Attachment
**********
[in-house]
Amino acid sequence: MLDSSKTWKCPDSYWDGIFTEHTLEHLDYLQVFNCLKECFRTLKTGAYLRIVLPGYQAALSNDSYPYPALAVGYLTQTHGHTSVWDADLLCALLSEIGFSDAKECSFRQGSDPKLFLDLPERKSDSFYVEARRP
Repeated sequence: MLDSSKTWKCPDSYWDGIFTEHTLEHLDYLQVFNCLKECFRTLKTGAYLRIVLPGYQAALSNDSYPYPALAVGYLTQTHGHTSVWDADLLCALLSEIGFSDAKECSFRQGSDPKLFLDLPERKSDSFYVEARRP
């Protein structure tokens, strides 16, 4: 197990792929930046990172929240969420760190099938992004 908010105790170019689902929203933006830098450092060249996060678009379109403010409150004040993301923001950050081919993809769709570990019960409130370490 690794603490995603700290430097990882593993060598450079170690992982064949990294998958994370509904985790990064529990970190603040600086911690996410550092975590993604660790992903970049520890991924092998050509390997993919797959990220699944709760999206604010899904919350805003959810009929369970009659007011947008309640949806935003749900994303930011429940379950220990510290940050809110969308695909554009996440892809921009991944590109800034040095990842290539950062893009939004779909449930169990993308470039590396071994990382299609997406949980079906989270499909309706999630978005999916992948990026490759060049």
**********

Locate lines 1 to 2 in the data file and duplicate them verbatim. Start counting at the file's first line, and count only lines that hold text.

[in-house]
Amino acid sequence: MLDSSKTWKCPDSYWDGIFTEHTLEHLDYLQVFNCLKECFRTLKTGAYLRIVLPGYQAALSNDSYPYPALAVGYLTQTHGHTSVWDADLLCALLSEIGFSDAKECSFRQGSDPKLFLDLPERKSDSFYVEARRP